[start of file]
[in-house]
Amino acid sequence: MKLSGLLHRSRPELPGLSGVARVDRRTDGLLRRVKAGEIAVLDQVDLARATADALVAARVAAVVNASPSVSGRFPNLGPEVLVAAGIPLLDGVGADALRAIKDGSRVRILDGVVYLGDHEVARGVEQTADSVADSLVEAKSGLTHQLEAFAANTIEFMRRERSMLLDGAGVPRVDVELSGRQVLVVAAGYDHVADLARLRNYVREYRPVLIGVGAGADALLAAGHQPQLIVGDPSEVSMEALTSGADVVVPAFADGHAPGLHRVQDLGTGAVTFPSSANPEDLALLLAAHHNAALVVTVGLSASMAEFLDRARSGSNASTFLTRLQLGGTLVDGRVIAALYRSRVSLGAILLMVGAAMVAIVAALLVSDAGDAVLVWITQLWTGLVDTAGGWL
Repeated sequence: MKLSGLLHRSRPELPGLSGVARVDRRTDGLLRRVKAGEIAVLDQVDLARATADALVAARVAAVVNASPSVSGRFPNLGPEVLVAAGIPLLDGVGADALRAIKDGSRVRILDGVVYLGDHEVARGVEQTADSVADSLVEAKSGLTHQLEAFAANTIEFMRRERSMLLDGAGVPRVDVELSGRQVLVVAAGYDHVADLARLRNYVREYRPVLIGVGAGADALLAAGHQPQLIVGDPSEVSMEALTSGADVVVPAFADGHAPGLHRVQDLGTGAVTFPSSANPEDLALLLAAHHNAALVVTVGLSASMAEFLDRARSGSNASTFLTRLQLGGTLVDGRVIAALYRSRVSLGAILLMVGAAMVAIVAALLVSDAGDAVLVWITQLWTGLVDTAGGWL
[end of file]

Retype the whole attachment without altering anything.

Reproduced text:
[in-house]
Amino acid sequence: MKLSGLLHRSRPELPGLSGVARVDRRTDGLLRRVKAGEIAVLDQVDLARATADALVAARVAAVVNASPSVSGRFPNLGPEVLVAAGIPLLDGVGADALRAIKDGSRVRILDGVVYLGDHEVARGVEQTADSVADSLVEAKSGLTHQLEAFAANTIEFMRRERSMLLDGAGVPRVDVELSGRQVLVVAAGYDHVADLARLRNYVREYRPVLIGVGAGADALLAAGHQPQLIVGDPSEVSMEALTSGADVVVPAFADGHAPGLHRVQDLGTGAVTFPSSANPEDLALLLAAHHNAALVVTVGLSASMAEFLDRARSGSNASTFLTRLQLGGTLVDGRVIAALYRSRVSLGAILLMVGAAMVAIVAALLVSDAGDAVLVWITQLWTGLVDTAGGWL
Repeated sequence: MKLSGLLHRSRPELPGLSGVARVDRRTDGLLRRVKAGEIAVLDQVDLARATADALVAARVAAVVNASPSVSGRFPNLGPEVLVAAGIPLLDGVGADALRAIKDGSRVRILDGVVYLGDHEVARGVEQTADSVADSLVEAKSGLTHQLEAFAANTIEFMRRERSMLLDGAGVPRVDVELSGRQVLVVAAGYDHVADLARLRNYVREYRPVLIGVGAGADALLAAGHQPQLIVGDPSEVSMEALTSGADVVVPAFADGHAPGLHRVQDLGTGAVTFPSSANPEDLALLLAAHHNAALVVTVGLSASMAEFLDRARSGSNASTFLTRLQLGGTLVDGRVIAALYRSRVSLGAILLMVGAAMVAIVAALLVSDAGDAVLVWITQLWTGLVDTAGGWL